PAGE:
Preventing stomach cancer in advance
The stomach is the first stop in the digestive tract before food and drink passes onwards into the intestines. It is a muscular bean-shaped sack about the size of a fist that is situated at the top of the abdomen. The cells of the stomach lining secrete acidic gastric juices, which mix with ingested food.
Stomach cancer is one of the top four most common cancers worldwide and is a significant problem in China. The estimated five-year survival rate for stomach cancer is less than 30 percent. If diagnosed at an early stage, the chances of being successfully cured are greatly improved, which is why early detection is very important.
Beijing United Family Hospital’s UK gastroenterologist Dr Neil Galletly talks more about the disease and discusses ways people can prevent stomach cancer to keep our stomachs healthy.
How to reduce your risk of stomach cancer?
Cancer prevention – for any cancer – is about taking action to reduce the risk of developing cancer. This usually means implementing changes to your diet or lifestyle. Taking the following actions should reduce your risk of stomach cancer:
First, treat the Helicobacter pylori (H. pylori or Hp) infection. H. pylori is a bacterium that colonizes in the lining of the stomach. H. pylori is particularly prevalent in China. It is often picked up in childhood and survives in the acidic environment of the stomach for many years. It will often cause no symptoms although it may cause dyspepsia and indigestion. H. pylori infection can be detected either by a special breath test, a stool test or at gastroscopy. A blood test that looks for antibodies to H. pylori can also be used – however this is less useful as a positive result can mean either that you are infected with H. pylori or that you had an infection in the past that is now cleared. All of these tests, together with H. pylori treatment, are available at the Digestive Disease Center at Beijing United Family Hospitals.
Second, stop smoking. We all know that smoking is bad for us! Smokers have a two-fold increased risk of developing stomach cancer and stopping smoking reduces the risk of stomach cancer over time. Smoking also increases the risk for many other types of cancer, heart disease, chronic lung disease and stroke.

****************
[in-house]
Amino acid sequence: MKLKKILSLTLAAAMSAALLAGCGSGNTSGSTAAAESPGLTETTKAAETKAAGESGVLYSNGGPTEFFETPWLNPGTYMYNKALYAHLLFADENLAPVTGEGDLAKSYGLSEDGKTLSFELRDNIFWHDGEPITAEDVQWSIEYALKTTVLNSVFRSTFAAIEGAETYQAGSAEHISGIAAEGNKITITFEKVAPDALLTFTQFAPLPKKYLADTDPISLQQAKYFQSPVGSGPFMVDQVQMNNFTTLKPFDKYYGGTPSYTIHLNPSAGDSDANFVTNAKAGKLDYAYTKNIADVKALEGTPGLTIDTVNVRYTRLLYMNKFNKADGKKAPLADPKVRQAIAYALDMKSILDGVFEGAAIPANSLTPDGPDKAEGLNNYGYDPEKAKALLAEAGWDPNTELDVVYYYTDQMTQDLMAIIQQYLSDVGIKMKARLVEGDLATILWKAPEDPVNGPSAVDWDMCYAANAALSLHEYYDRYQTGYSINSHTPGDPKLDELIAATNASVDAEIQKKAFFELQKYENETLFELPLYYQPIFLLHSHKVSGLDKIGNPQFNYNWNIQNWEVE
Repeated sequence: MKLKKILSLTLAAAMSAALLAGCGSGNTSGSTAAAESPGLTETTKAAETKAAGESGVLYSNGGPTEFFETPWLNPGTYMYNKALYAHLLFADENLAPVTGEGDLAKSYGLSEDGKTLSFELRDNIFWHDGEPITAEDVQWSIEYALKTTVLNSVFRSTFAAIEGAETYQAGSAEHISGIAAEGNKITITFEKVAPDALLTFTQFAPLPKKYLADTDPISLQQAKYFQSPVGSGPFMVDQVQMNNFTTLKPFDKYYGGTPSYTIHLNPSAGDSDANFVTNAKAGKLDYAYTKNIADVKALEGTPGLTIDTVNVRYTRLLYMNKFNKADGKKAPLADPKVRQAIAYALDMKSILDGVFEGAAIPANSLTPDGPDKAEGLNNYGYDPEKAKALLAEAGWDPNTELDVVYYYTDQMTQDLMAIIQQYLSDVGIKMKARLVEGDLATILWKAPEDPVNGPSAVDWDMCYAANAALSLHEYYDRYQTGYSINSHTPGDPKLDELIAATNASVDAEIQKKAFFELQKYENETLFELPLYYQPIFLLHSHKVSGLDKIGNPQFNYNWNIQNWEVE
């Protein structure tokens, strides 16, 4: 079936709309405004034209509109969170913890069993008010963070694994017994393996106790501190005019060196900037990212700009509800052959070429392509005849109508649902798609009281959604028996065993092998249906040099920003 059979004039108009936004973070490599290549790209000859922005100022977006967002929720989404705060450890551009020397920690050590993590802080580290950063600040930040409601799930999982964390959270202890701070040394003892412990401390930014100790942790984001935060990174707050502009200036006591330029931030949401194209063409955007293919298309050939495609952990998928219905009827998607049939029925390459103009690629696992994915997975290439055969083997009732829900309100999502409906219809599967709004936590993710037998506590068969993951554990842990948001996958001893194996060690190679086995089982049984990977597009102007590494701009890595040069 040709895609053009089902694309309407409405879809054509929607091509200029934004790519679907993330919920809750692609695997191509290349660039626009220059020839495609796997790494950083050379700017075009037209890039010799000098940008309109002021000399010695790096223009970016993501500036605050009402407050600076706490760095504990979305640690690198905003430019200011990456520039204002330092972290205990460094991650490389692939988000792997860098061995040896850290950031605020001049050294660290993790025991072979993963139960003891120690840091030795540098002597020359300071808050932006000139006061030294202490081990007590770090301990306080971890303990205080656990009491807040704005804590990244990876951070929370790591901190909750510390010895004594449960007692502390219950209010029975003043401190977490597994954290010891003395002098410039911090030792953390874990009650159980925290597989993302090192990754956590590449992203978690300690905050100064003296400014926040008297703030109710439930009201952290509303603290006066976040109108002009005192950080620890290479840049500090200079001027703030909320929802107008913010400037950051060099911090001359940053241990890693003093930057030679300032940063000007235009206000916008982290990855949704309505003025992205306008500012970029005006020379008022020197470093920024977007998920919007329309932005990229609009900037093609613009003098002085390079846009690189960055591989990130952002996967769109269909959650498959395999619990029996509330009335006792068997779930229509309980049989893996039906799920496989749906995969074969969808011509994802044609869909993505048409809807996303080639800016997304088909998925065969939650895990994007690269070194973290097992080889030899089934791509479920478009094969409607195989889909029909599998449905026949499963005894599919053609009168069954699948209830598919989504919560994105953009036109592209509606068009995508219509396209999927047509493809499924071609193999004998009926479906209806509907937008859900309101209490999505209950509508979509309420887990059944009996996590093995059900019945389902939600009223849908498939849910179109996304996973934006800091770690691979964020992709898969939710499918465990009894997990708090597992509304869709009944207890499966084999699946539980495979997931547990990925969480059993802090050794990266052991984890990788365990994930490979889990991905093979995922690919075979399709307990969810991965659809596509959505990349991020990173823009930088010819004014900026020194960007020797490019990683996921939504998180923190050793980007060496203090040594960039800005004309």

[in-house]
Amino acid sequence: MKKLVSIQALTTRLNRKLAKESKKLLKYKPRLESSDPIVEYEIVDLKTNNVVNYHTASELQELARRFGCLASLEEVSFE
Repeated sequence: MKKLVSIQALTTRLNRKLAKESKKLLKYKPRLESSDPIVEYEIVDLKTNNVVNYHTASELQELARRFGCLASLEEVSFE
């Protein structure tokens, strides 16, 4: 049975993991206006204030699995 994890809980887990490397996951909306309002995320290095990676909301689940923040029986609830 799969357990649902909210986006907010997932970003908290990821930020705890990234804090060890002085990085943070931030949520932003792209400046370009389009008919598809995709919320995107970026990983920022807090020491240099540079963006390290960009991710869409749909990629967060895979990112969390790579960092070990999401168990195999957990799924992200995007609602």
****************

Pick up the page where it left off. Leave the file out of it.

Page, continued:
Third, lose weight. Being overweight or obese increases the risk of stomach cancer. On the other hand, being physically active can help lower your risk. Obesity also increases the risk for many other types of cancer, heart disease and diabetes.
The American Cancer Society recommends people to stay at a healthy weight throughout their lives by balancing calorie intake with physical activity. Paying attention to your diet and the foods you eat is another way to reduce the risk.
A high intake of salted, pickled and smoked food can increase your risk of stomach cancer. On the other hand, people should eat plenty of fresh fruits and vegetables as a diet high in fresh fruits and vegetables can lower the risk of stomach cancer.
Screening for stomach cancer
Cancer screening is a way of testing healthy people before they develop symptoms to help detect cancer at an early stage. Unlike colon, breast and cervical cancer, very few countries (with the exception of Japan and South Korea) have population screening programs for stomach cancer. If you have risk factors, speak to a gastroenterologist about whether or not you would benefit from regular endoscopic checks for stomach cancer screening.
Stomach cancer signs and symptoms
Early stage stomach cancer rarely causes symptoms, making early detection very difficult. Stomach cancer may present vague gastrointestinal symptoms or may mimic other conditions, such as gastroesophageal reflux disease (GERD), gastritis or a peptic ulcer.
Signs and symptoms of stomach cancer can include: a sense of fullness after eating small amounts, discomfort or pain in the upper abdomen, nausea and vomiting and/or bloating after meals, loss of appetite and/or unexplained weight loss, indigestion, heartburn or difficulty swallowing, vomiting blood or blood in the stool, and weakness and fatigue. Most of these symptoms may be caused by things other than stomach cancer. However, don’t ignore your symptoms. If you see blood or if you have these symptoms for more than two or three weeks, especially if they are getting worse, you should see a gastroenterologist for further investigation.
Neil Galletly, Beijing United Family Hospital’s UK gastroenterologist, has over 20 years of clinical experience and specializes in the treatment and diagnosis of gastrointestinal and liver disease.